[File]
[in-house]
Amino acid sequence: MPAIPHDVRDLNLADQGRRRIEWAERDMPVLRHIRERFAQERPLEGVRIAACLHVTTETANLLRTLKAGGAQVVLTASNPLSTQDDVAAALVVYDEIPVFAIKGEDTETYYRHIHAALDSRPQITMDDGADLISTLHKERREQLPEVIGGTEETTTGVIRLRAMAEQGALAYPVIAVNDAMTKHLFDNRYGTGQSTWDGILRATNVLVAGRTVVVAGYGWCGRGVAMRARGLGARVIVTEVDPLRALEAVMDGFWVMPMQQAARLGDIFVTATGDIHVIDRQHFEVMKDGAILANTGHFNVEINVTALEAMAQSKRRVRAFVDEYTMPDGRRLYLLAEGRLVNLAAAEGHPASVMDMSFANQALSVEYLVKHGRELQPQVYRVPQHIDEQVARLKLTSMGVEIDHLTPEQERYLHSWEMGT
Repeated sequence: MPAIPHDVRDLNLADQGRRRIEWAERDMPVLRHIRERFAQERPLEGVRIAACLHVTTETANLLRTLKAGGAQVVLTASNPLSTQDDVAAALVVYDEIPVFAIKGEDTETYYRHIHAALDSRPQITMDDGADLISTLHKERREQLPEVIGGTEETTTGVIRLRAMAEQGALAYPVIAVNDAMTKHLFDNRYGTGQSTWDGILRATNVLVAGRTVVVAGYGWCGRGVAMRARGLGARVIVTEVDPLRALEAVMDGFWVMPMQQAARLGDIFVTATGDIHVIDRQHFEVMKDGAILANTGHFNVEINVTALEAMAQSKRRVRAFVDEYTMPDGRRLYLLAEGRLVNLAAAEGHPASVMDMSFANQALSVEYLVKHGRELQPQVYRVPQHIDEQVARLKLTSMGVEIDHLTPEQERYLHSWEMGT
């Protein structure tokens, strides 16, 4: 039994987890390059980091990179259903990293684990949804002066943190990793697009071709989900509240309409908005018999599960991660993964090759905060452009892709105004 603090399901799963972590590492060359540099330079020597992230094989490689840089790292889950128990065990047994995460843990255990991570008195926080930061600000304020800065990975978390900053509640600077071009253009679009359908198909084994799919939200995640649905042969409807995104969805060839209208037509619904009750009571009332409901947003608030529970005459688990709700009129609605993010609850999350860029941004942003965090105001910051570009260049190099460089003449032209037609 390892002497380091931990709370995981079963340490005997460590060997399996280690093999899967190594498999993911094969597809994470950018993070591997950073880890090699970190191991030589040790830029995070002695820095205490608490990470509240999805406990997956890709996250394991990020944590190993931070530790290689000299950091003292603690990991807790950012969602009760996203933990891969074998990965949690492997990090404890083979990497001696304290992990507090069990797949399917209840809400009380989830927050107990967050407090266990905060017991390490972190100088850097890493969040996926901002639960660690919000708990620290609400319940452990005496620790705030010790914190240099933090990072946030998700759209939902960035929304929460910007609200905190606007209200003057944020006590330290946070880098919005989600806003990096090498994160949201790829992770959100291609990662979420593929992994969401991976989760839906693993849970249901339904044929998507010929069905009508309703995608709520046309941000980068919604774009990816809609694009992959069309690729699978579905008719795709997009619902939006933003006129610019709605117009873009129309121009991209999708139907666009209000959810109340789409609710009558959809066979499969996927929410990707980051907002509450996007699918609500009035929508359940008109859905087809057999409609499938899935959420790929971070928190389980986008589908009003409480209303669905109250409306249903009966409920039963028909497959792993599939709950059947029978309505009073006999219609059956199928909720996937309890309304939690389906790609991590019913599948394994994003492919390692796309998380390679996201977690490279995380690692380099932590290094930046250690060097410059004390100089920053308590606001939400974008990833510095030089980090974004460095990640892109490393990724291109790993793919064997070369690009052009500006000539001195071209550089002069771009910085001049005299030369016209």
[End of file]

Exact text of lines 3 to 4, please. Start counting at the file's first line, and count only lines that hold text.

Repeated sequence: MPAIPHDVRDLNLADQGRRRIEWAERDMPVLRHIRERFAQERPLEGVRIAACLHVTTETANLLRTLKAGGAQVVLTASNPLSTQDDVAAALVVYDEIPVFAIKGEDTETYYRHIHAALDSRPQITMDDGADLISTLHKERREQLPEVIGGTEETTTGVIRLRAMAEQGALAYPVIAVNDAMTKHLFDNRYGTGQSTWDGILRATNVLVAGRTVVVAGYGWCGRGVAMRARGLGARVIVTEVDPLRALEAVMDGFWVMPMQQAARLGDIFVTATGDIHVIDRQHFEVMKDGAILANTGHFNVEINVTALEAMAQSKRRVRAFVDEYTMPDGRRLYLLAEGRLVNLAAAEGHPASVMDMSFANQALSVEYLVKHGRELQPQVYRVPQHIDEQVARLKLTSMGVEIDHLTPEQERYLHSWEMGT
């Protein structure tokens, strides 16, 4: 039994987890390059980091990179259903990293684990949804002066943190990793697009071709989900509240309409908005018999599960991660993964090759905060452009892709105004 603090399901799963972590590492060359540099330079020597992230094989490689840089790292889950128990065990047994995460843990255990991570008195926080930061600000304020800065990975978390900053509640600077071009253009679009359908198909084994799919939200995640649905042969409807995104969805060839209208037509619904009750009571009332409901947003608030529970005459688990709700009129609605993010609850999350860029941004942003965090105001910051570009260049190099460089003449032209037609 390892002497380091931990709370995981079963340490005997460590060997399996280690093999899967190594498999993911094969597809994470950018993070591997950073880890090699970190191991030589040790830029995070002695820095205490608490990470509240999805406990997956890709996250394991990020944590190993931070530790290689000299950091003292603690990991807790950012969602009760996203933990891969074998990965949690492997990090404890083979990497001696304290992990507090069990797949399917209840809400009380989830927050107990967050407090266990905060017991390490972190100088850097890493969040996926901002639960660690919000708990620290609400319940452990005496620790705030010790914190240099933090990072946030998700759209939902960035929304929460910007609200905190606007209200003057944020006590330290946070880098919005989600806003990096090498994160949201790829992770959100291609990662979420593929992994969401991976989760839906693993849970249901339904044929998507010929069905009508309703995608709520046309941000980068919604774009990816809609694009992959069309690729699978579905008719795709997009619902939006933003006129610019709605117009873009129309121009991209999708139907666009209000959810109340789409609710009558959809066979499969996927929410990707980051907002509450996007699918609500009035929508359940008109859905087809057999409609499938899935959420790929971070928190389980986008589908009003409480209303669905109250409306249903009966409920039963028909497959792993599939709950059947029978309505009073006999219609059956199928909720996937309890309304939690389906790609991590019913599948394994994003492919390692796309998380390679996201977690490279995380690692380099932590290094930046250690060097410059004390100089920053308590606001939400974008990833510095030089980090974004460095990640892109490393990724291109790993793919064997070369690009052009500006000539001195071209550089002069771009910085001049005299030369016209």